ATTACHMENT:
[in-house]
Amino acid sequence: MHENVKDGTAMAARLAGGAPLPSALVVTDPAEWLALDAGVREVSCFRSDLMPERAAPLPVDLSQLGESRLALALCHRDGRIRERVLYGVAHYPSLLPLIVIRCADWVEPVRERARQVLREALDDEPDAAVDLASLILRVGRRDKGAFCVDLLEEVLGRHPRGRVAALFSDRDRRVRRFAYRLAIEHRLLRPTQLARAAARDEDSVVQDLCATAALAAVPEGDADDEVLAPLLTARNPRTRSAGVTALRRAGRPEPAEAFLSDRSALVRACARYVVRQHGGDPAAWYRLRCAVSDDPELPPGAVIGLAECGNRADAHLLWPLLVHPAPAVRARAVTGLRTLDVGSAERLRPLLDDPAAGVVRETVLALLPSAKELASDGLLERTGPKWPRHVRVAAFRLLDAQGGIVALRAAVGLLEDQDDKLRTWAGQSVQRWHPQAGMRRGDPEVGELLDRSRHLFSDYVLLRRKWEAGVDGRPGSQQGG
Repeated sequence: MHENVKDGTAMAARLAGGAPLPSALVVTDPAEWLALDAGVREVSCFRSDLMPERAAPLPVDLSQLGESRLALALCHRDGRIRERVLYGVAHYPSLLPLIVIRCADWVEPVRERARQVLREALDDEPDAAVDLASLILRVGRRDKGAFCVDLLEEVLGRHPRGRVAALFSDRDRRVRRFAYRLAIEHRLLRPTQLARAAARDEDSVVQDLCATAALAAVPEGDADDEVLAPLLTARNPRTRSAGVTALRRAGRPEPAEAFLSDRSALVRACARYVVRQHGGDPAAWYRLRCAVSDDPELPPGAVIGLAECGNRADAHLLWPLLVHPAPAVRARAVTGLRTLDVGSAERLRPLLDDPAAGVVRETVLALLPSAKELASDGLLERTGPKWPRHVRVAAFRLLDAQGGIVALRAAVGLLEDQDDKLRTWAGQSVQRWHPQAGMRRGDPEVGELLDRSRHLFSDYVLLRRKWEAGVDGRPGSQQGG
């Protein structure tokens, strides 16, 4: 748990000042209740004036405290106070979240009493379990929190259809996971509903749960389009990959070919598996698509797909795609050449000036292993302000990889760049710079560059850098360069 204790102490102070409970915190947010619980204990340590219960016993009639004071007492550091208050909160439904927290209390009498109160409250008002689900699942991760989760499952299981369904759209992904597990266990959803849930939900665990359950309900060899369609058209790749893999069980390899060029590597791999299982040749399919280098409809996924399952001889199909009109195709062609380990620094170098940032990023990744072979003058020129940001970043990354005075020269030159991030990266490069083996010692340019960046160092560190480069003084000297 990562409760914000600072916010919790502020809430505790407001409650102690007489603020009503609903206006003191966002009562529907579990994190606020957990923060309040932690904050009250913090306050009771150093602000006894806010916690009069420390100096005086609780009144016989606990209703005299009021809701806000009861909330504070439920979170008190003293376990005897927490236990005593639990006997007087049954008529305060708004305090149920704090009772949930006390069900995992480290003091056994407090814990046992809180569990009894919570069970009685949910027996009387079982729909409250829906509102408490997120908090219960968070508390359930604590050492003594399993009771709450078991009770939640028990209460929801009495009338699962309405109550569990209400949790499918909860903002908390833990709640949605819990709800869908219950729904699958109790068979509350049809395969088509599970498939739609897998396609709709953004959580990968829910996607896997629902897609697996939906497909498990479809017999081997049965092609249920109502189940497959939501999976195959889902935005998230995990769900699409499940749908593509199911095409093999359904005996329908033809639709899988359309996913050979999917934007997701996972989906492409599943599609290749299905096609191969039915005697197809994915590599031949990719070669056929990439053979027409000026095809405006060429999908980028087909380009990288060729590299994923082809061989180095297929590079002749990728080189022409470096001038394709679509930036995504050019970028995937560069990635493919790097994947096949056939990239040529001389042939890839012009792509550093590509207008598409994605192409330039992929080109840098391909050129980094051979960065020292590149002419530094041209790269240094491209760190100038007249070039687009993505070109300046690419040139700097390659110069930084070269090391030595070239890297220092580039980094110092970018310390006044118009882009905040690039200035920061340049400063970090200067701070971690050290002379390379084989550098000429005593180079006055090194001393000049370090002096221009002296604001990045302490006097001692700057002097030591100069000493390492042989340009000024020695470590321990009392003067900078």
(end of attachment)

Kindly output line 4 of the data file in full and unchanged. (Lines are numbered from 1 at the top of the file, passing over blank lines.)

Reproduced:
């Protein structure tokens, strides 16, 4: 748990000042209740004036405290106070979240009493379990929190259809996971509903749960389009990959070919598996698509797909795609050449000036292993302000990889760049710079560059850098360069 204790102490102070409970915190947010619980204990340590219960016993009639004071007492550091208050909160439904927290209390009498109160409250008002689900699942991760989760499952299981369904759209992904597990266990959803849930939900665990359950309900060899369609058209790749893999069980390899060029590597791999299982040749399919280098409809996924399952001889199909009109195709062609380990620094170098940032990023990744072979003058020129940001970043990354005075020269030159991030990266490069083996010692340019960046160092560190480069003084000297 990562409760914000600072916010919790502020809430505790407001409650102690007489603020009503609903206006003191966002009562529907579990994190606020957990923060309040932690904050009250913090306050009771150093602000006894806010916690009069420390100096005086609780009144016989606990209703005299009021809701806000009861909330504070439920979170008190003293376990005897927490236990005593639990006997007087049954008529305060708004305090149920704090009772949930006390069900995992480290003091056994407090814990046992809180569990009894919570069970009685949910027996009387079982729909409250829906509102408490997120908090219960968070508390359930604590050492003594399993009771709450078991009770939640028990209460929801009495009338699962309405109550569990209400949790499918909860903002908390833990709640949605819990709800869908219950729904699958109790068979509350049809395969088509599970498939739609897998396609709709953004959580990968829910996607896997629902897609697996939906497909498990479809017999081997049965092609249920109502189940497959939501999976195959889902935005998230995990769900699409499940749908593509199911095409093999359904005996329908033809639709899988359309996913050979999917934007997701996972989906492409599943599609290749299905096609191969039915005697197809994915590599031949990719070669056929990439053979027409000026095809405006060429999908980028087909380009990288060729590299994923082809061989180095297929590079002749990728080189022409470096001038394709679509930036995504050019970028995937560069990635493919790097994947096949056939990239040529001389042939890839012009792509550093590509207008598409994605192409330039992929080109840098391909050129980094051979960065020292590149002419530094041209790269240094491209760190100038007249070039687009993505070109300046690419040139700097390659110069930084070269090391030595070239890297220092580039980094110092970018310390006044118009882009905040690039200035920061340049400063970090200067701070971690050290002379390379084989550098000429005593180079006055090194001393000049370090002096221009002296604001990045302490006097001692700057002097030591100069000493390492042989340009000024020695470590321990009392003067900078």